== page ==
Archive for May, 2011

The Cyborgology of “Blade Runner”

“We’re not computers, [...] we’re physical,” explains the Blade Runner‘s chief antagonist, a replicant named Roy Batty. In this moment of dialogue, Blade Runner engages a frequent themes of the Cyborgology blog—the implosion of atoms and bits, which we term “augemented reality.” In this statement, Roy unpacks the assumption that digitality and physicality are mutually exclusive, while, simultaneously, transcending the boundary between the two. Put simply, Roy is contending that computers cease to be mere computers when they become embodied. In contrast to the familiar theme of cyborganic trans-humanism, Roy is articulating (and embodying) the obverse theory: trans-digitalism.

This Copernican turn—de-centering humans’ role in understanding of the universe—is, undoubtedly, one of the great contributions of the cyberpunk genre (and science fiction, more broadly). Quite provocatively, it points to the possibility of a sociology, or even anthropology, where humans are no longer the direct object of inquiry. The question, here, shifts, from how we are shaped by and interact with our tools, to how technology itself becomes an actors (or even agents!) in a particular social milieu. Continue reading

Cyborgs and the Augmented Reality they Inhabit

The Cyborgology Blog has recently hosted much discussion on the topic of augmented reality (i.e., the co-constitution of online and offline, digital and physical). A few threads to follow as background are:

Digital Dualism versus Augmented Reality by Nathan Jurgenson

Virtual, Mediated, and Augmented Reality by PJ Rey

why i don’t like “augmented reality” by Sang-Hyoun Pahk

Defending and Clarifying the Term Augmented Reality by Nathan Jurgenson

I’d like to extend this discussion by clarifying the relationship between augmented reality and the namesake of the Cyborgology blog (i.e, the cyborg). The two concepts are intimately connected. Continue reading

Why Journals are the Dinosaurs of Academia

Answer: They wield enormous (and terrifying) power, yet they are ill-adapted to function in a changing environment.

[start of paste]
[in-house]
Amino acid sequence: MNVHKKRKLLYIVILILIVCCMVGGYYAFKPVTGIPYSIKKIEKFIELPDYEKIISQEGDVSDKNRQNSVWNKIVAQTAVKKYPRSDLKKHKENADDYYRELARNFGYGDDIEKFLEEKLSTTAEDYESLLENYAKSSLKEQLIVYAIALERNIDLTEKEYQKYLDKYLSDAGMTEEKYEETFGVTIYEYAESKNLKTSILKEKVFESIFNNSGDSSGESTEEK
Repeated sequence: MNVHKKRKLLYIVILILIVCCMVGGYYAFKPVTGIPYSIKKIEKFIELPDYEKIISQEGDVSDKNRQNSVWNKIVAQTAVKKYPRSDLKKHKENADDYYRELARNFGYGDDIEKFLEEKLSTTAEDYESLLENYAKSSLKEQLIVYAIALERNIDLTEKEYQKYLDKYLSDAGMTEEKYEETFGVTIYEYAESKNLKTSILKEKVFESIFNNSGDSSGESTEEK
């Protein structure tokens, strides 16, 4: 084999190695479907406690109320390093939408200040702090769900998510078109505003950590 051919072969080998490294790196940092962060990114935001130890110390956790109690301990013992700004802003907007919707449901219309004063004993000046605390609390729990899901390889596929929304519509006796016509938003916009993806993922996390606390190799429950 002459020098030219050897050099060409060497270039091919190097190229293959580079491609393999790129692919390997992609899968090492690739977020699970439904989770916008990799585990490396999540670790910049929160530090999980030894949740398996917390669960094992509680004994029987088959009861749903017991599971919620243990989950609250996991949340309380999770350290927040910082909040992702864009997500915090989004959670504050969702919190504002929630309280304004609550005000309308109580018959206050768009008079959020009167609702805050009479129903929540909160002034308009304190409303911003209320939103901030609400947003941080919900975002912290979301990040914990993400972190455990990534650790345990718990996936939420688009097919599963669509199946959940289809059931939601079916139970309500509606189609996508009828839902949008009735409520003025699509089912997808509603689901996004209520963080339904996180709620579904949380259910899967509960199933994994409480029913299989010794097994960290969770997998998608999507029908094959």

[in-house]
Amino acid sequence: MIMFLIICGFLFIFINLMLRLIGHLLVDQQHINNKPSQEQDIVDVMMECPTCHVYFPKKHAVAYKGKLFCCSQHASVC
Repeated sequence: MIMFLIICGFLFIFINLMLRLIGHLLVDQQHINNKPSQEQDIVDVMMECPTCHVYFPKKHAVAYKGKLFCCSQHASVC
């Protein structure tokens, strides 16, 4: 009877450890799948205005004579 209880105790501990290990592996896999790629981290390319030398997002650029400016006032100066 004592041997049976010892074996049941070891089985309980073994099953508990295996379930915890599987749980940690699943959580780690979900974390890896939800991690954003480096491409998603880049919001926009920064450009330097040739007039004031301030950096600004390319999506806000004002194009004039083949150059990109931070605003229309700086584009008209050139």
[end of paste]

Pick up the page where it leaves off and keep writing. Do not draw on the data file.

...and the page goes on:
In most corners of society, it’s a become a trope to say that the Internet has changed everything; but online communication is still far from integrated into the norms and practices of the academy, whose pace of change and adaptation is nothing less than glacial. Anyone familiar with academic careers knows that conventional (read print) journal publications are the be-all end-all criterion in evaluating potential hires—the meaning behind the well-worn cliché: “publish or perish.”

The practice of using journal articles as the sole criterion in evaluating an academic’s productivity is an artifact of an epoch long-passed. In the age of the printing press, journals were, by far, the most efficient and enduring form of communication. They enabled disciplines to have thoughtful conversations spanning decades and continents. They also facilitated the transmission of the knowledge produced through these conversations to younger generations. In fact, it is nearly impossible to imagine the emergence of Modern science without existence of this medium. Thus, in the beginning, journals become symbolically and ritually important because they were functionally necessary. (While journals were medium du jour during Durkheim’s productive years, he surely would have recognized the reason behind their status in the cult of the academic.) Continue reading


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